Monday, June 17, 2019 [Tweets] [Favorites]

Notarizing Command-Line Tools for macOS 10.15

Howard Oakley:

I was taken aback, then, when I heard from WWDC that Catalina was going to apply essentially the same security rules to command tools as it does to apps.

[…]

The processes that I then had to go through to sign, harden, package and notarize each of my four command tools were a revelation. They’re detailed step by step in this article and in this PDF.

They demonstrate how badly this common task in development has been cobbled together without any design: it’s not a workflow but an obstacle course. To turn 260 lines of code into an installable and duly notarized 33 KB package took a total of 5 apps (including Xcode itself), 4 command tools which I had to invoke in 6 different commands, 2 different developer certificates (one for the tool, one for the package) and an app-specific password to be able to run altool to submit the tool for notarization.

It’s almost like they don’t want you to distribute Mac software.

Previously:

Update (2019-06-18): Rosyna Keller:

All that needs to be done is to put all command line tools into one zip archive and notarize that, per the documentation:

No need to create an Info.plist, package, or 4 Request UUIDs.

Rosyna Keller:

Normally, you’d unzip and staple (if you desire) the top level items in the zip, however many there are. Sadly, due to a current limitation, stand-alone Mach-Os can’t be stapled, so that step can be skipped.

If you zipped up a bunch of things that weren’t standalone Mach-Os, then you’d do the staple.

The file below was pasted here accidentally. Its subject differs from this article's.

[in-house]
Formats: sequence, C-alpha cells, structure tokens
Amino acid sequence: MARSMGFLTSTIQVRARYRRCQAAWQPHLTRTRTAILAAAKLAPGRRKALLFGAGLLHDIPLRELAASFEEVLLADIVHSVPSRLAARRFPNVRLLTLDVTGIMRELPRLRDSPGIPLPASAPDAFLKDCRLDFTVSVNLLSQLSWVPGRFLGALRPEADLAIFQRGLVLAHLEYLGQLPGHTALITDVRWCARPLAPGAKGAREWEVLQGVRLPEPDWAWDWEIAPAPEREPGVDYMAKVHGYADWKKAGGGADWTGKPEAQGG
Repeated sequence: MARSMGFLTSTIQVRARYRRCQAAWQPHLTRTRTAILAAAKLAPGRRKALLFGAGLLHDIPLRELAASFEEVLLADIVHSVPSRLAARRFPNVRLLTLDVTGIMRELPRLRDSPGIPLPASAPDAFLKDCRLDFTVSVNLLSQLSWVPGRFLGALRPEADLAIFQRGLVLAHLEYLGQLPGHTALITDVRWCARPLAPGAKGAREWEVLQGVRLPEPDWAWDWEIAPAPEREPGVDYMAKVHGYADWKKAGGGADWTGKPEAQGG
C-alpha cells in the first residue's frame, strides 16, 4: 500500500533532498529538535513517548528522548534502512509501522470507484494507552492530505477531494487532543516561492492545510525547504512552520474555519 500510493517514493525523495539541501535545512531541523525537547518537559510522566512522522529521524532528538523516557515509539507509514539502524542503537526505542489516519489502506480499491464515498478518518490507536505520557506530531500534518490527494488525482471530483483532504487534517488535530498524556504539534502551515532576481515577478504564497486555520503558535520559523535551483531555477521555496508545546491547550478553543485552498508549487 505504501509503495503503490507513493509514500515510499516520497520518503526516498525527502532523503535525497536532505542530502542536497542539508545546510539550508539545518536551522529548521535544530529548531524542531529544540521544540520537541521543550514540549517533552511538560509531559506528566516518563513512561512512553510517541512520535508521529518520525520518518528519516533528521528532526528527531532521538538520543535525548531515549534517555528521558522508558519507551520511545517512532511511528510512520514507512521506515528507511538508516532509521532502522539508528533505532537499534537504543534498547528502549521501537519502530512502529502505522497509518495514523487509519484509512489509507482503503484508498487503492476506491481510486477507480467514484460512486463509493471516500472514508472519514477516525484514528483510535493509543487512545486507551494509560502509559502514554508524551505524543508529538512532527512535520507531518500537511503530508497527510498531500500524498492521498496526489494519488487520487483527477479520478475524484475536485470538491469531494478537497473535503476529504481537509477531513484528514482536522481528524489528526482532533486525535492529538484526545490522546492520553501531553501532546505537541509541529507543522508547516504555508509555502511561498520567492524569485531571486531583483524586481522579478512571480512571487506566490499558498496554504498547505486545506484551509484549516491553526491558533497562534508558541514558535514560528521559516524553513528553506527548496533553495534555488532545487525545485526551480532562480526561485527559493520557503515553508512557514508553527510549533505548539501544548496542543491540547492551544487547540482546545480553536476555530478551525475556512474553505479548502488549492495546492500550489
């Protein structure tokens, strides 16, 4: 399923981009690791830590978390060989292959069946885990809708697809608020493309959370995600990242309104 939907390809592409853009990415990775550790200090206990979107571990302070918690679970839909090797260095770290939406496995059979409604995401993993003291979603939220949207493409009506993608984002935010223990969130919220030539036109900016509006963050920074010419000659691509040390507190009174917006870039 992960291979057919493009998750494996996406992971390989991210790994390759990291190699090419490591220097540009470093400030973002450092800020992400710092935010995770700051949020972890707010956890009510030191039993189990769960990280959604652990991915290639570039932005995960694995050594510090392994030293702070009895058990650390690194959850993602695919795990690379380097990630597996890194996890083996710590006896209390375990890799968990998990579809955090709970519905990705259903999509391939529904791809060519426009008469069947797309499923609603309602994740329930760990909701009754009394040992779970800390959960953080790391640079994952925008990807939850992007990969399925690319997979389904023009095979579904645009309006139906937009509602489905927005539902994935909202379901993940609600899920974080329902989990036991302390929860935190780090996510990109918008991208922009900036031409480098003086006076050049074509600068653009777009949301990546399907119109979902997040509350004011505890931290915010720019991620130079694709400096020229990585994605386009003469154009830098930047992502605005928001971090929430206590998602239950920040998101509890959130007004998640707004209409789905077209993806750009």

[…]

When stand-alone binaries can be stapled, this will be much less confusing.

Howard Oakley:

Now I’m completely lost!

I have four separately-distributed command tools, each of which comes in its own Installer package.

Are you suggesting that I should Zip all 4 installers together and submit as a single notarization, then unZip them for individual distribution?

Leo Natan:

There are more limitations. In my .app bundle, a developer tool, I had an iOS framework bundle for easier access to developers (similar to how Reveal distributes their mobile framework). Apparently, the notarization service is unable to handle such cases.

Update (2019-06-19): Gus Mueller:

Not a very nice way for notarization to randomly fail :/

Matt:

I FIGURED IT OUT!! (Well somebody on the forums did but I confirmed it).

I was apart of two other teams that didn’t have an accepted agreement. Of course, I wasn’t using those teams, but apparently it mattered!

Once I left those teams (because they were old and at least one I know the owner lost control due to a silly Apple issue with 2FA), I could notarize with ease.

Update (2019-06-21): Howard Oakley:

Although I’m a fan of Apple’s Notary Service, and have only had good experiences with it over that year, and I’m a strong supporter of notarization for improved security, I hate being given no notice, and hate trying to perform critical tasks without any useful documentation. Thankfully, in response to those articles, Rosyna Keller @rosyna has been kind enough to provide more specific advice. Here I’m going to pass that on, as far as I understand it.

Update (2019-07-11): Tom Bridge:

The Notarization of binaries with Apple Notary Service is a fascinating topic worth exploring, and in this year’s talk at Mac Admins, I delved deep into the subject.

3 Comments

"It’s almost like they don’t want you to distribute Mac software."

Seems that way, doesn't it??? I still have no resolution!

@Matt Sorry to hear that. And there are issues distributing through the Mac App Store, as well. I’ve been stuck for months on an issue where the hardened runtime works differently in the App Review environment than where I can test myself, so I keep getting rejected for a problem that doesn’t manifest for myself or my customers. DTS is helping, but we haven’t figured it out yet.

[…] Notarising command‐line tools: I’m no developer, but when I read this piece by Howard Oakley, I almost felt pangs in my stomach. Again, check the associated commentary on the always‐excellent Michael Tsai’s blog. […]

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